Reflections on the Paschal season
Protopresbyter Dr Doru Costache
Part Two: The Second Sunday
Recorded on 29 April 2020
Topic: The opening of our eyes towards understanding and life
The Paschal Revolution: Beyond the Forty Days with the Risen Lord
Reflection on the festival’s scriptural readings: Acts 5:12–20. John 20:19–31.
Excerpt from Reading Scripture in the Orthodox Church: The Sunday Cycle (pp. 21-22)
Like Thomas, most people experience doubt and uncertainty. This is why the Gospels were written, so that we might believe in the Lord on the testimony of his first witnesses. The Gospel of Christ has the power to change lives and to renew us. In the case of Thomas, the change was instantaneous. The same goes for the people in Jerusalem who listened to the apostles and were healed. But for other people the change is not easy and takes time. They change eventually if they keep an open mind and take the leap of faith by trusting the witnesses of the Lord, past and present. Furthermore, should they continue to walk on the path, they will see the light of Christ, their own perceptiveness sharpening. Their eyes will open to perceive the truth of the Gospel. This new perception will be made possible by their changed life, to the extent that their personal renewal will become the ultimate proof of the truth. It happened to the apostles, who witnessed the new life. There is no more compelling proof of the Gospel than one’s change of life in accordance with the Gospel. For the believers who undertake this change, light remains inextricably entwined with life. They see more and more clearly, proportional to their advancement in the newness of life, and they live fuller, in proportion to their progress in faith and knowledge of the Lord. Thus they become trustworthy witnesses, the salt and the light of the world (Matthew 5:13–16), without whom the Gospel is reduced to mere words. Thus they stand up for the words of this new life.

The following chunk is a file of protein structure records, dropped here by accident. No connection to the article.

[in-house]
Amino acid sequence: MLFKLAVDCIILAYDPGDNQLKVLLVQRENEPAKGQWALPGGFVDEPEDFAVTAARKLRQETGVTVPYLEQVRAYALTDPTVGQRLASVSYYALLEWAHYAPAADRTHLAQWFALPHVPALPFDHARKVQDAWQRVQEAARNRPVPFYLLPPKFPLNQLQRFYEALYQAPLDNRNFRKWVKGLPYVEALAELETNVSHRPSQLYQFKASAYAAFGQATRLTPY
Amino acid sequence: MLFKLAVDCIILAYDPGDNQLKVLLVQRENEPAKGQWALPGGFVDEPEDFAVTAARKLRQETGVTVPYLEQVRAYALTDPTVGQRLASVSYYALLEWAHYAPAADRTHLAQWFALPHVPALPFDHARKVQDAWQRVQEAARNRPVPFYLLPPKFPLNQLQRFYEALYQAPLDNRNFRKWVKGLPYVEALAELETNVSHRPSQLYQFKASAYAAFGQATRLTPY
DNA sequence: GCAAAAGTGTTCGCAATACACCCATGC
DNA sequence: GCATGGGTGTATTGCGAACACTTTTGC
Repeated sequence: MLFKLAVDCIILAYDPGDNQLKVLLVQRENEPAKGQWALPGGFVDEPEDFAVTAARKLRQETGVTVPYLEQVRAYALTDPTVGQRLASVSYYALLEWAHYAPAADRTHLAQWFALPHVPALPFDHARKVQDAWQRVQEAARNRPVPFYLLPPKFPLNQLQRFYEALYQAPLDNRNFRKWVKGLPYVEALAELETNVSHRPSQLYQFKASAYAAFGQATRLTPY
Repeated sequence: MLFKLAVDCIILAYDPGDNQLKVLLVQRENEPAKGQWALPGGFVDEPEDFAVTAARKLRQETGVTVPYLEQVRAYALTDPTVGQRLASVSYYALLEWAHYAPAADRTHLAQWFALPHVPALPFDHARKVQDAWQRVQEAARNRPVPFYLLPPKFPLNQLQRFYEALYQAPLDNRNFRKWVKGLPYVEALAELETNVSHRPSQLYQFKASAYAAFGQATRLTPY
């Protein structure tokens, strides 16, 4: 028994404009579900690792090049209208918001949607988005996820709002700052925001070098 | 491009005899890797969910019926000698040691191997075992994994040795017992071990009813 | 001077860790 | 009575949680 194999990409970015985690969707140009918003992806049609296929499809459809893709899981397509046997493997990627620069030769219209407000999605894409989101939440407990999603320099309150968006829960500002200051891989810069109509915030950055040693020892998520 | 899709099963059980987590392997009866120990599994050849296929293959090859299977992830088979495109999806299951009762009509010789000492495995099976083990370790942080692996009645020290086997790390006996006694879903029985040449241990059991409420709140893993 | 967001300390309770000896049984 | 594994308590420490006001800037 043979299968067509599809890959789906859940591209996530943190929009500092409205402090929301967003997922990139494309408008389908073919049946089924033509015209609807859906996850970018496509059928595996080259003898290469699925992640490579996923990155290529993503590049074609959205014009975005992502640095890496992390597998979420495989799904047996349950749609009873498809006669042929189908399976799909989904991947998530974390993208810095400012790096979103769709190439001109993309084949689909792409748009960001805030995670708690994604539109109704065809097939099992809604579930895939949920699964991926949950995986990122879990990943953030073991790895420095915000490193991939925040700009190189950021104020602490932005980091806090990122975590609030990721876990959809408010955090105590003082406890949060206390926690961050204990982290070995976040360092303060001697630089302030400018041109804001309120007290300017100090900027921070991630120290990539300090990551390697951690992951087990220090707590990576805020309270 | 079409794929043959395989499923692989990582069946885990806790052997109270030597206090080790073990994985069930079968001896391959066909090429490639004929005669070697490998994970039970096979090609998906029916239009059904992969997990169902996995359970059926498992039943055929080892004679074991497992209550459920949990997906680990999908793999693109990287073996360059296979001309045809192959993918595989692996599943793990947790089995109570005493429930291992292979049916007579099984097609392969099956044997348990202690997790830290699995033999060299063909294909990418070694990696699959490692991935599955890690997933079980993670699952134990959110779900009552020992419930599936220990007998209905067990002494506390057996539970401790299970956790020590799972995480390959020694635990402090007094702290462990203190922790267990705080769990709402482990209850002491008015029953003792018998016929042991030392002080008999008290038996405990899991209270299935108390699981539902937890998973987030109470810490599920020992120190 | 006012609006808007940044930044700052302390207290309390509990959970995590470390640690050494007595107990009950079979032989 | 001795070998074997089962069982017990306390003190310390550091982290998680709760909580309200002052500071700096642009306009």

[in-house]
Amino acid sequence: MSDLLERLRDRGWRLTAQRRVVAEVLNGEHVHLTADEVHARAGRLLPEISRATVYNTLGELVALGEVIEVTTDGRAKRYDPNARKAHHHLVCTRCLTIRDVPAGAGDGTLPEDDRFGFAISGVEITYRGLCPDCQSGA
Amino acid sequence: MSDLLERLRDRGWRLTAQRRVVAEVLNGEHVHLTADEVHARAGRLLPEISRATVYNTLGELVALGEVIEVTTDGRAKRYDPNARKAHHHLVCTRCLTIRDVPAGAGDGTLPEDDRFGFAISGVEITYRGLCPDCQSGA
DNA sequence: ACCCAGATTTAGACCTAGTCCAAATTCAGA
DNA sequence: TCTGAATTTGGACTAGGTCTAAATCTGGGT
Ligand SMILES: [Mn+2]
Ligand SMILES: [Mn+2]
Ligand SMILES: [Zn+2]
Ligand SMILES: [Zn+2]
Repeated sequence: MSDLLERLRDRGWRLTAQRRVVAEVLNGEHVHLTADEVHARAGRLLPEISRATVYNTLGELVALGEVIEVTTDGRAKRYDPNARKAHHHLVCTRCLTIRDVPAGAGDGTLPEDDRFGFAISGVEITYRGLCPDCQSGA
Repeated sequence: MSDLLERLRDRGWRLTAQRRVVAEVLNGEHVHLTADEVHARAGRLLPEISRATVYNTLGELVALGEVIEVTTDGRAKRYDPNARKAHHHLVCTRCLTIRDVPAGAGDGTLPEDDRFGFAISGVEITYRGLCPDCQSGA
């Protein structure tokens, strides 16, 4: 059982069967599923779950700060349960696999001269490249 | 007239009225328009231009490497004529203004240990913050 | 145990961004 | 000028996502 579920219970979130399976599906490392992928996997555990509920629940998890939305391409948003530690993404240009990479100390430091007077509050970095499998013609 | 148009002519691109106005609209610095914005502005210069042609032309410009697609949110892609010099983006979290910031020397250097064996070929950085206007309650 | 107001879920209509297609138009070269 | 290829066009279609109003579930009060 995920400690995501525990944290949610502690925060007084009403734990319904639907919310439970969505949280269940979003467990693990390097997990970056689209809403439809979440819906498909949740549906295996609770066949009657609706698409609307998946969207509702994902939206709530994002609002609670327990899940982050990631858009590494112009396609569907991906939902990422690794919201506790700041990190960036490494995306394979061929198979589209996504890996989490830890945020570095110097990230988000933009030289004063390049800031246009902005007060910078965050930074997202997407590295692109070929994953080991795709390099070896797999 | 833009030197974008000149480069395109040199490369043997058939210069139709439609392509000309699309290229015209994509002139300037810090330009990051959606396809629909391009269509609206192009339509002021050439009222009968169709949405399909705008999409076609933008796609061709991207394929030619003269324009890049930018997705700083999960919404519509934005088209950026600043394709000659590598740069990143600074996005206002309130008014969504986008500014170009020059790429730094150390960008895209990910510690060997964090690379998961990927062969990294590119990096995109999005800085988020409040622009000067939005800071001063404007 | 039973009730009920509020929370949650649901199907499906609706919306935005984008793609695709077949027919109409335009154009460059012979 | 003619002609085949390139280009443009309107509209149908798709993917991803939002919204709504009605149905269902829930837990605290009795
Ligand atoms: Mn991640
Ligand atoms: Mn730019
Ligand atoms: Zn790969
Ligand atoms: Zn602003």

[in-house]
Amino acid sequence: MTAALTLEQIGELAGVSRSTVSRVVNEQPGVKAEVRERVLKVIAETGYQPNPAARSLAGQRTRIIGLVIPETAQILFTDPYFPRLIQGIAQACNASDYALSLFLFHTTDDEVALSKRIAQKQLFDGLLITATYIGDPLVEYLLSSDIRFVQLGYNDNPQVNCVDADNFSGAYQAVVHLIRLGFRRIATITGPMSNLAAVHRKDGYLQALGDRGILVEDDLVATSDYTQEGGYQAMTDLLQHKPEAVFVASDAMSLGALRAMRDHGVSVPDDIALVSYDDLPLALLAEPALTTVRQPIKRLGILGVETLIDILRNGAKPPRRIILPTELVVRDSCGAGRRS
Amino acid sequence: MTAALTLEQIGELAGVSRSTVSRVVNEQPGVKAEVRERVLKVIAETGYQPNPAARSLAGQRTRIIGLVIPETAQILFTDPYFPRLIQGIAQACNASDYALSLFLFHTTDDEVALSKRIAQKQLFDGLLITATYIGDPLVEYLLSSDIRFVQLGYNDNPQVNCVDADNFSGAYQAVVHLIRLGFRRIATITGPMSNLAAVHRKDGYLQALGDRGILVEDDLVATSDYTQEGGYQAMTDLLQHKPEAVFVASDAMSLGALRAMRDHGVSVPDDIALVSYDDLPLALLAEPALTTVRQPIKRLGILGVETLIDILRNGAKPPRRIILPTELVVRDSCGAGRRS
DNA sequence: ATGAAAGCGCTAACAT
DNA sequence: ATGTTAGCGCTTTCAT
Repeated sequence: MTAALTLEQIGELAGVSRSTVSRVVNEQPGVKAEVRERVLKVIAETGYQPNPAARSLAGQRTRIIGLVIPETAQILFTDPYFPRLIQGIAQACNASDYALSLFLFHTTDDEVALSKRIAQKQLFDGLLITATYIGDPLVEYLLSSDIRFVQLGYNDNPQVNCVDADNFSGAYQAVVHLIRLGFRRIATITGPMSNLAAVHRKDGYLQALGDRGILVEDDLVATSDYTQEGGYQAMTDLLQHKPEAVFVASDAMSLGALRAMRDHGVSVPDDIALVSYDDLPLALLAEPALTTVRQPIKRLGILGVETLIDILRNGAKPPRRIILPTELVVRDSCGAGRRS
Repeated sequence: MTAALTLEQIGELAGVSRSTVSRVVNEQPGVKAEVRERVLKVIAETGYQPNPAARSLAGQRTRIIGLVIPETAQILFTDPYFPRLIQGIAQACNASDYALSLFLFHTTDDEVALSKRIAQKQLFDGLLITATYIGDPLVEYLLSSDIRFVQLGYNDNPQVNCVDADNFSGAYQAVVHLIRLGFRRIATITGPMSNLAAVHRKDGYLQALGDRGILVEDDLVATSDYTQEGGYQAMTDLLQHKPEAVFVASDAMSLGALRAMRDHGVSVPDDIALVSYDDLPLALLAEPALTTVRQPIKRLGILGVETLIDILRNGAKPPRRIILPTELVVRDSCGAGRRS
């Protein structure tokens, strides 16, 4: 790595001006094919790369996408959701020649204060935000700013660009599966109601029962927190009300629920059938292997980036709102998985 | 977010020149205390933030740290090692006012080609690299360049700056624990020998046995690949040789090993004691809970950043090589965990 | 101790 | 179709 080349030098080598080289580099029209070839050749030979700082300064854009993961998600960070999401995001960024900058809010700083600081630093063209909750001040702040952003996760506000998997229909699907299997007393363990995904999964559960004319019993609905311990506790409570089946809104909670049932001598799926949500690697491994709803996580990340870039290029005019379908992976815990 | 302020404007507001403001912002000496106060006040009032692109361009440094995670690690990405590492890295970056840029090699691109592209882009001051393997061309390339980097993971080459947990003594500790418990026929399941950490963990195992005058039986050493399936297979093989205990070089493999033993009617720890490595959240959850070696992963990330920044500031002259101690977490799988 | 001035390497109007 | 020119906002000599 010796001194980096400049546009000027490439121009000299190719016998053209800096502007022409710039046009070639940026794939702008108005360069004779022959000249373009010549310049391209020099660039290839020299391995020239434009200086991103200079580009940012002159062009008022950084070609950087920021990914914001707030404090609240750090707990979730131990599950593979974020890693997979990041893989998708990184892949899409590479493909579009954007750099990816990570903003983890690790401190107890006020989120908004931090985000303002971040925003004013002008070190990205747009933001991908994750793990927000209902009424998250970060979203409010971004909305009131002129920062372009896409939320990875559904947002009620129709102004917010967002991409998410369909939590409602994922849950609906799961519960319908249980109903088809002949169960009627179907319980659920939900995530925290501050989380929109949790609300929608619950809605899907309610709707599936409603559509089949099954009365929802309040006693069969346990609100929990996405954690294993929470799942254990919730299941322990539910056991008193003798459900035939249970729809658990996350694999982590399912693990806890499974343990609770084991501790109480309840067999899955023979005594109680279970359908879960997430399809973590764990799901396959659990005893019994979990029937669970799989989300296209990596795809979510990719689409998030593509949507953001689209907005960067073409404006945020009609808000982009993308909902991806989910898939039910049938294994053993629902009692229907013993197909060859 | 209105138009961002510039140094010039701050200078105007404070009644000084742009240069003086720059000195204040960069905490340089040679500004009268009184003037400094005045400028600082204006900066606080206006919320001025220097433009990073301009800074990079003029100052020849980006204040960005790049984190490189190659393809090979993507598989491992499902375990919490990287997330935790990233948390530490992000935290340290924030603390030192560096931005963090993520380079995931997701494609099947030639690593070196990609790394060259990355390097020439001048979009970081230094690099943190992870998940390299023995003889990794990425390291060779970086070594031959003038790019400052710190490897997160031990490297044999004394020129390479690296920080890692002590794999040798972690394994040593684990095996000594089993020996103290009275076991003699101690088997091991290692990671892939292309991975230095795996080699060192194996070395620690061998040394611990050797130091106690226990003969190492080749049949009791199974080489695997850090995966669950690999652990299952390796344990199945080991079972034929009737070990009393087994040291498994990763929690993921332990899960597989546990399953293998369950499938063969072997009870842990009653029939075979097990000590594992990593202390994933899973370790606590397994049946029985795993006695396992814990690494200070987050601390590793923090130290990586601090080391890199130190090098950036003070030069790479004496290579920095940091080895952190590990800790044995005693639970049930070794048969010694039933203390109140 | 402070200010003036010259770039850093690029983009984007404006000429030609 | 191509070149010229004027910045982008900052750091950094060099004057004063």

Reflection on the festival’s message
Excerpt from The Orthodox Spring: A Diary (p. 59-61)
Christ is risen! To rise in Christ, here and now, means to open our mind and heart to understand the nature of things. And the nature of things is life—the fulness of life. Until we are reborn in Christ and with him, our perception of reality is dramatically limited, impaired, twice veiled; for this reason, our life is not full, but shallow. The veils of the mind are ignorance and our passionate attachment to the surface of things (Saint Maximus the Confessor, To Thalassius, prologue). A veiled mind cannot escape shallowness. The following analogy gives us an idea of what shallowness is. Let’s imagine a unidimensional universe, specifically, our very selves living in a flat world, as thin as a sheet of paper. There is neither depth nor height to this form of existence. Nothing beyond the surface of things. Now, figure it out: this is precisely how we live before we meet Christ. We lead a shallow, unidimensional life, accumulative and pointless, being extremely passionate about it. Truth be told, we are absolutely passionate about merely nothing. At best, what we are so much passionate about has the consistency of that sheet of paper. But our superficial attachment to the outer shell of things is not without consequences: it deceives, giving us the impression of being alive. And since the surface of things is insubstantial, it requires from us to seek more of it. Thus are we caught in the vicious circle of a pointless existence. Ignorance will keep entertaining our reassuring narrative, however, only until the Light shines in our darkness too—unbearable, invincible, dispelling ignorance. When that happens, we must stop living in denial; we must stop lying to ourselves. When that happens, we must open our mind and heart, seeing the depths beneath and the heights above our sheet of paper. This is the promise of the Gospel: fullness, not emptiness. Christ is the promise. This is what he promises: I am the life of the world; I am the light of the world; I am the bread of life; I will give you the living water; I am the good shepherd; I am the resurrection and the life; I am the true vine; I am the way, the truth, and the life. When we wake up to him from shallowness, from our current death, we live; we walk in the light; we eat and drink; rivers of living water well-up from our heart; we walk under guidance, not aimlessly; we change and live truly; our existence is grafted into the vine of eternal life; we slide through the rabbit hole towards the wonderland of truth and life. When that happens, our sheet of paper gets depth and height. Life and perception become more intense and ampler. This is Christ’s paschal work, and the Gospel makes no other promise. Let no mouth open to gainsay it. Glory be to him!
29 April 2020 © AIOCS